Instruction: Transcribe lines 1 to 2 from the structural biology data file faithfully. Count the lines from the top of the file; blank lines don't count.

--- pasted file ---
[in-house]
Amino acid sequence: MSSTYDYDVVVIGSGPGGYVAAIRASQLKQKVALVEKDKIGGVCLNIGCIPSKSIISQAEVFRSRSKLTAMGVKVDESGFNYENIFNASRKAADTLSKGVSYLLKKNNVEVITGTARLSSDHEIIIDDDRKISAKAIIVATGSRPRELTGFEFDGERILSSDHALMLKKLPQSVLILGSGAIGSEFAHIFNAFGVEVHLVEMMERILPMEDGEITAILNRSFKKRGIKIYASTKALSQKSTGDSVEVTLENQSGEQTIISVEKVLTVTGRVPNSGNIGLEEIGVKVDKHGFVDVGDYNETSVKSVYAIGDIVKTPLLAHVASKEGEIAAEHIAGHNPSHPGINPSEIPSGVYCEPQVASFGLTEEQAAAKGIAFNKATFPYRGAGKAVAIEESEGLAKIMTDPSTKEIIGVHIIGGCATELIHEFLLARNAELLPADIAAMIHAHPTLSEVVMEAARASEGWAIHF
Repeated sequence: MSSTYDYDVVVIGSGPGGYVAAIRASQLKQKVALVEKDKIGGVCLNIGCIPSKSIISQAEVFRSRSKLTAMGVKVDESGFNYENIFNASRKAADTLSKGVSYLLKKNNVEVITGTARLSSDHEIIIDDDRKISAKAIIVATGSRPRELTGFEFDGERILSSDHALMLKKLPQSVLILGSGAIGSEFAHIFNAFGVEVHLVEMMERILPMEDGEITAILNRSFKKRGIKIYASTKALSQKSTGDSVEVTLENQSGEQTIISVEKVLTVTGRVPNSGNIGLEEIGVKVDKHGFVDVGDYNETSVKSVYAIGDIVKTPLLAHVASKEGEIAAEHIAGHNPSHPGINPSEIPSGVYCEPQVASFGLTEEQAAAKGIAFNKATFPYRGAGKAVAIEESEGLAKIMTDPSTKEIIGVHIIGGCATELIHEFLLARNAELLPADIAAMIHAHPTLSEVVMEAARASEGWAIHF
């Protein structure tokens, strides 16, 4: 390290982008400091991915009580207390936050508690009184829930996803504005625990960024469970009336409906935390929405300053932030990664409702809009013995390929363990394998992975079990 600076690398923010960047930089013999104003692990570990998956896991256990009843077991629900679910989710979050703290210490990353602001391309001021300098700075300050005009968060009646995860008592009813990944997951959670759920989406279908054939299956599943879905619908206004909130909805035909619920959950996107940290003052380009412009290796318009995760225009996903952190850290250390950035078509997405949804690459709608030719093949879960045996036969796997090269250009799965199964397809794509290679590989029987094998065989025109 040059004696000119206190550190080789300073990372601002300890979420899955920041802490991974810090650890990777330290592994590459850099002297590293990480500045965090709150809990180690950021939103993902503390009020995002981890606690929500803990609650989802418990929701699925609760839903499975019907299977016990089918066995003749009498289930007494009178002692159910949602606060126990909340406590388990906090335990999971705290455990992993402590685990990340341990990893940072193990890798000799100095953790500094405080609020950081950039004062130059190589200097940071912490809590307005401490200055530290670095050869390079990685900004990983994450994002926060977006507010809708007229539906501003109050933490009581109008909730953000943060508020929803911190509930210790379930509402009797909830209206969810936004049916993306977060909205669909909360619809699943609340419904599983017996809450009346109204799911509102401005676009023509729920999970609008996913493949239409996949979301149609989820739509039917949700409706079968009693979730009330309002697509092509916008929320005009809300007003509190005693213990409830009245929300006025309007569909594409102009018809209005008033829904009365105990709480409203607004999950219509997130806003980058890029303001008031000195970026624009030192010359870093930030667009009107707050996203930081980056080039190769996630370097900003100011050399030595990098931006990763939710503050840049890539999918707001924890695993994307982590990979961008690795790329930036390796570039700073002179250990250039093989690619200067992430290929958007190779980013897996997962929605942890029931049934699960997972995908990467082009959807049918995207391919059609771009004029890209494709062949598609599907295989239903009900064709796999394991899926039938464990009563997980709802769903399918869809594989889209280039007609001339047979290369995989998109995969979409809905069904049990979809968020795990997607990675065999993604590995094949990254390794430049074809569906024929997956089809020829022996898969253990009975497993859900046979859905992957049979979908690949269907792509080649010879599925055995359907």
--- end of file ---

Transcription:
[in-house]
Amino acid sequence: MSSTYDYDVVVIGSGPGGYVAAIRASQLKQKVALVEKDKIGGVCLNIGCIPSKSIISQAEVFRSRSKLTAMGVKVDESGFNYENIFNASRKAADTLSKGVSYLLKKNNVEVITGTARLSSDHEIIIDDDRKISAKAIIVATGSRPRELTGFEFDGERILSSDHALMLKKLPQSVLILGSGAIGSEFAHIFNAFGVEVHLVEMMERILPMEDGEITAILNRSFKKRGIKIYASTKALSQKSTGDSVEVTLENQSGEQTIISVEKVLTVTGRVPNSGNIGLEEIGVKVDKHGFVDVGDYNETSVKSVYAIGDIVKTPLLAHVASKEGEIAAEHIAGHNPSHPGINPSEIPSGVYCEPQVASFGLTEEQAAAKGIAFNKATFPYRGAGKAVAIEESEGLAKIMTDPSTKEIIGVHIIGGCATELIHEFLLARNAELLPADIAAMIHAHPTLSEVVMEAARASEGWAIHF